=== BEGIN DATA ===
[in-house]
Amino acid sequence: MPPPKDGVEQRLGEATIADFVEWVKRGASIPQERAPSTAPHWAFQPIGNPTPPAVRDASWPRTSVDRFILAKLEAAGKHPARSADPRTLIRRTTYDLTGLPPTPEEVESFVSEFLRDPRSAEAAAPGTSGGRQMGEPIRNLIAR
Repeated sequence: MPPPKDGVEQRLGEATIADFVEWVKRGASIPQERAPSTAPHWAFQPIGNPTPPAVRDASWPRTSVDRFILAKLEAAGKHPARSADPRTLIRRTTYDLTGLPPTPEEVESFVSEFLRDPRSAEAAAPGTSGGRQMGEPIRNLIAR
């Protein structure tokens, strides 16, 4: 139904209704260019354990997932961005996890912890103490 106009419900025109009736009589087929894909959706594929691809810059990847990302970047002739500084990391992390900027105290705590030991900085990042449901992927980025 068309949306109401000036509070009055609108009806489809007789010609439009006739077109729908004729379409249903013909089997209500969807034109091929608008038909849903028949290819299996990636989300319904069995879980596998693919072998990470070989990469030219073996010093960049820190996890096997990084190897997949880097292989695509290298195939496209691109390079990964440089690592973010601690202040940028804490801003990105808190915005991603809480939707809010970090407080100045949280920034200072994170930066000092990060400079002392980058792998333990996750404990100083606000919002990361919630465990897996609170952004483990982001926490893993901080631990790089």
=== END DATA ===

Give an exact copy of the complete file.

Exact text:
[in-house]
Amino acid sequence: MPPPKDGVEQRLGEATIADFVEWVKRGASIPQERAPSTAPHWAFQPIGNPTPPAVRDASWPRTSVDRFILAKLEAAGKHPARSADPRTLIRRTTYDLTGLPPTPEEVESFVSEFLRDPRSAEAAAPGTSGGRQMGEPIRNLIAR
Repeated sequence: MPPPKDGVEQRLGEATIADFVEWVKRGASIPQERAPSTAPHWAFQPIGNPTPPAVRDASWPRTSVDRFILAKLEAAGKHPARSADPRTLIRRTTYDLTGLPPTPEEVESFVSEFLRDPRSAEAAAPGTSGGRQMGEPIRNLIAR
């Protein structure tokens, strides 16, 4: 139904209704260019354990997932961005996890912890103490 106009419900025109009736009589087929894909959706594929691809810059990847990302970047002739500084990391992390900027105290705590030991900085990042449901992927980025 068309949306109401000036509070009055609108009806489809007789010609439009006739077109729908004729379409249903013909089997209500969807034109091929608008038909849903028949290819299996990636989300319904069995879980596998693919072998990470070989990469030219073996010093960049820190996890096997990084190897997949880097292989695509290298195939496209691109390079990964440089690592973010601690202040940028804490801003990105808190915005991603809480939707809010970090407080100045949280920034200072994170930066000092990060400079002392980058792998333990996750404990100083606000919002990361919630465990897996609170952004483990982001926490893993901080631990790089």